This new test could help detect cancer in your dog before symptoms appear

OncoK9, a liquid biopsy test for dogs, can detect cancer before your pet gives you any warning signs.

Jessica Rendall Wellness Writer
Jessica is a writer on the Wellness team with a focus on health news. Before CNET, she worked in local journalism covering public health issues, business and music.
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Jessica Rendall
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OncoK9, a test that detects cancer in dogs, is changing the pace of veterinary medicine. 

PetDx, a San Diego-based start up, announced Tuesday that it is partnering with Petco to release a new kind of diagnostic test for dogs -- OncoK9, a liquid biopsy that can detect cancer without any physical signs through a simple blood draw. The release comes as part of Petco's #TogetherStrong campaign to raise awareness about cancer in pets. About one in four dogs will be diagnosed with cancer, according to the Veterinary Cancer Society.

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Dr. Andi Flory, chief medical officer at PetDx, says that there is a "huge unmet need" for detecting cancer early in dogs, and that oftentimes dogs are diagnosed too late, only after they start to show obvious signs of illness and their owners bring them in. 

"They want to know 'what could I have done?'" Flory says. "So often all I can say is, 'There's nothing you could have done -- you did everything right.'" 

OncoK9, available at Petco veterinary offices for the initial phase of the roll out starting May 26, works by detecting cancer at the DNA level and picks up alterations in the genome, Flory says. This is a big step for veterinary medicine because it offers technology previously reserved for diagnostic treatment in humans.

Dr. Whitney Miller, Petco's chief veterinarian, says having a liquid biopsy test available to veterinarians is a "game-changer."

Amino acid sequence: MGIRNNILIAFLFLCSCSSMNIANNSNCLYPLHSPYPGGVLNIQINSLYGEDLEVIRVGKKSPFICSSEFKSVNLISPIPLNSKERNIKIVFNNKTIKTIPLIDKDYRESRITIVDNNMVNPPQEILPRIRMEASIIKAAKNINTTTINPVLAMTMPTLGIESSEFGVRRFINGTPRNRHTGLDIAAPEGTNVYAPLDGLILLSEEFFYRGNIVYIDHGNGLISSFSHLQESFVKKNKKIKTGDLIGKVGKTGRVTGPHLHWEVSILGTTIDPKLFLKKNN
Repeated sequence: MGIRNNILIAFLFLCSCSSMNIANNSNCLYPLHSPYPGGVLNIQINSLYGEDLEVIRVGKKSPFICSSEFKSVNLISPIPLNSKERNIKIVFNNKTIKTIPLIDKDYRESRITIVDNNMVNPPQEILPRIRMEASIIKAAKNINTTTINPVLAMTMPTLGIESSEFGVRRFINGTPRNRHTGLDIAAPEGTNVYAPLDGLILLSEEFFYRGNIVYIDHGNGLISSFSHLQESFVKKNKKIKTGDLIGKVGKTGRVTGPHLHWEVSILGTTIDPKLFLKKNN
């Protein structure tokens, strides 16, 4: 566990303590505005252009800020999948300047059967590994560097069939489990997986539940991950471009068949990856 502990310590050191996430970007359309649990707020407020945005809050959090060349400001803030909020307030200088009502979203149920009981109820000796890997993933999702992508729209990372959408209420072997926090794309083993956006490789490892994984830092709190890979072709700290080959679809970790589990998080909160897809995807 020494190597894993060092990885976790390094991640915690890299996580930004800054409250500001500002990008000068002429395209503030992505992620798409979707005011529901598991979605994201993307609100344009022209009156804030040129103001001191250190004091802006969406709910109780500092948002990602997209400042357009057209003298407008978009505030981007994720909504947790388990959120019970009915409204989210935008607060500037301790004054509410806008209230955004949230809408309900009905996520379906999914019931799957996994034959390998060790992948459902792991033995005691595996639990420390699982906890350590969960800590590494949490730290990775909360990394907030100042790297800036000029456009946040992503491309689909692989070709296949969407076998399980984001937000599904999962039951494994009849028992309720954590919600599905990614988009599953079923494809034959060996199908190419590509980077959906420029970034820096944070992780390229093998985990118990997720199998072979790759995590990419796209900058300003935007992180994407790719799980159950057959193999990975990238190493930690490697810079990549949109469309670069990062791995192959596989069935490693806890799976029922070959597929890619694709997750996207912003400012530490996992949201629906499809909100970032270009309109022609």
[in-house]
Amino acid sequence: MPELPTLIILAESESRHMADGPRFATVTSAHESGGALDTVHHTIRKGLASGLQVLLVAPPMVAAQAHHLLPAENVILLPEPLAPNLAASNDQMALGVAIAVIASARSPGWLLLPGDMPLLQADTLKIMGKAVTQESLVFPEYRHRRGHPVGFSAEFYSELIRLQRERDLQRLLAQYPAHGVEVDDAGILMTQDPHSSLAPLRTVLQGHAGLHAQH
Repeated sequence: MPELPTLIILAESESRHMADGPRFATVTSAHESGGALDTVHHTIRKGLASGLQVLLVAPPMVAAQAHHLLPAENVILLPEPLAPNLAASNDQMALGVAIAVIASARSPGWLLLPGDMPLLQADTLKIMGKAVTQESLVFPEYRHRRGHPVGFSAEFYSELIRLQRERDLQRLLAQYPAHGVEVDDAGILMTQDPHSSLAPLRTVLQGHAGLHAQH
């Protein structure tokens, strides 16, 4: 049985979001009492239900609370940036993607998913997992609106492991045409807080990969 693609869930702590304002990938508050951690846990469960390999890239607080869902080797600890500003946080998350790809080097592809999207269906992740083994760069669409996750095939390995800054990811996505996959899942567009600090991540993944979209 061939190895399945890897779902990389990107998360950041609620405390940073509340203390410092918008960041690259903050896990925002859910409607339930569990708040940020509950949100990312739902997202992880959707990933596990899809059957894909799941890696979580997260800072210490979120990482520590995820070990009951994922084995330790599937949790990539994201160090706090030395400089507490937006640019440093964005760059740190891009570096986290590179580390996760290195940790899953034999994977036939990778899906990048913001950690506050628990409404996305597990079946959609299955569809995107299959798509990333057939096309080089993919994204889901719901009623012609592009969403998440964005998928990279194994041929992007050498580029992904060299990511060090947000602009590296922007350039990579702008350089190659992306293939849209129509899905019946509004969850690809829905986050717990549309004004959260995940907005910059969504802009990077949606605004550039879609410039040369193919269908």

"I think this is really gonna move the needle for veterinarians being comfortable with these DNA and molecular-based tests," Miller says. "Because they are definitely not the norm of access to our diagnostic capabilities." 


Typical exams at the vet's office may not reveal certain cancers in dogs. 

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A cancer screening with OncoK9 will be recommended for older dogs -- aged 8 and older -- and dogs who are "highly predisposed" to cancer due to their breed, Flory says. It can also be used by vets who suspect cancer in a pet, but are unable to see any visible signs. 

Creators of OncoK9 on both the Petco and PetDx sides have had personal experiences with cancer in pets, and a desire to change outcomes of cancer diagnoses in other dogs was a catalyst for the new biopsy, Miller says. 

"Cancer never comes without sad stories, but it's always great when sad stories can lead to positive change," she says.

As of May, OncoK9 is only available for use in dogs. Starting May 26, pet parents can use Petco's Vet Services finder to find a clinic near them, and call ahead to see if that clinic is offering OncoK9. By fall, all of Petco's full-service veterinary hospitals should have OncoK9 available. The test will eventually be added to clinics outside of Petco's network. 

The information contained in this article is for educational and informational purposes only and is not intended as health or medical advice. Always consult a physician or other qualified health provider regarding any questions you may have about a medical condition or health objectives.